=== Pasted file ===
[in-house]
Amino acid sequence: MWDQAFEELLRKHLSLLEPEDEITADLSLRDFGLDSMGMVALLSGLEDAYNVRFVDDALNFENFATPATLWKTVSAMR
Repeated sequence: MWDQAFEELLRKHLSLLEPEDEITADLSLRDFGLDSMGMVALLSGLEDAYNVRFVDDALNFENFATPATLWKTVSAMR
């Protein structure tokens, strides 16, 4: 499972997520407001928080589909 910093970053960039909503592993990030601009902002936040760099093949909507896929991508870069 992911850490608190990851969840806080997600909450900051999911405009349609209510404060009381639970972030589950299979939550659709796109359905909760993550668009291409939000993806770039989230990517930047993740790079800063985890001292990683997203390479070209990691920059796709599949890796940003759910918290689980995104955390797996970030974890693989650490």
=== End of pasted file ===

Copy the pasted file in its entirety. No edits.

[in-house]
Amino acid sequence: MWDQAFEELLRKHLSLLEPEDEITADLSLRDFGLDSMGMVALLSGLEDAYNVRFVDDALNFENFATPATLWKTVSAMR
Repeated sequence: MWDQAFEELLRKHLSLLEPEDEITADLSLRDFGLDSMGMVALLSGLEDAYNVRFVDDALNFENFATPATLWKTVSAMR
């Protein structure tokens, strides 16, 4: 499972997520407001928080589909 910093970053960039909503592993990030601009902002936040760099093949909507896929991508870069 992911850490608190990851969840806080997600909450900051999911405009349609209510404060009381639970972030589950299979939550659709796109359905909760993550668009291409939000993806770039989230990517930047993740790079800063985890001292990683997203390479070209990691920059796709599949890796940003759910918290689980995104955390797996970030974890693989650490």